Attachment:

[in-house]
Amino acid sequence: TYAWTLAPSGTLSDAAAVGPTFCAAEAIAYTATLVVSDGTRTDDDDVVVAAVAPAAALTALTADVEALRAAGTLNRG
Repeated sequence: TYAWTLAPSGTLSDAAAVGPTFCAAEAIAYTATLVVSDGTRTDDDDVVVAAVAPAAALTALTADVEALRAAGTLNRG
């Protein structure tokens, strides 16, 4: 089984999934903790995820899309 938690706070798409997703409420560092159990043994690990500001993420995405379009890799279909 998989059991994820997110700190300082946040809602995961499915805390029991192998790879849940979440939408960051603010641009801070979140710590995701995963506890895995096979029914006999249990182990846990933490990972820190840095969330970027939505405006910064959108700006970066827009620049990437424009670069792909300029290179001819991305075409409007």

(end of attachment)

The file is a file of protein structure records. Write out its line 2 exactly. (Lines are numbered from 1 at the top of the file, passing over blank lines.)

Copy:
Amino acid sequence: TYAWTLAPSGTLSDAAAVGPTFCAAEAIAYTATLVVSDGTRTDDDDVVVAAVAPAAALTALTADVEALRAAGTLNRG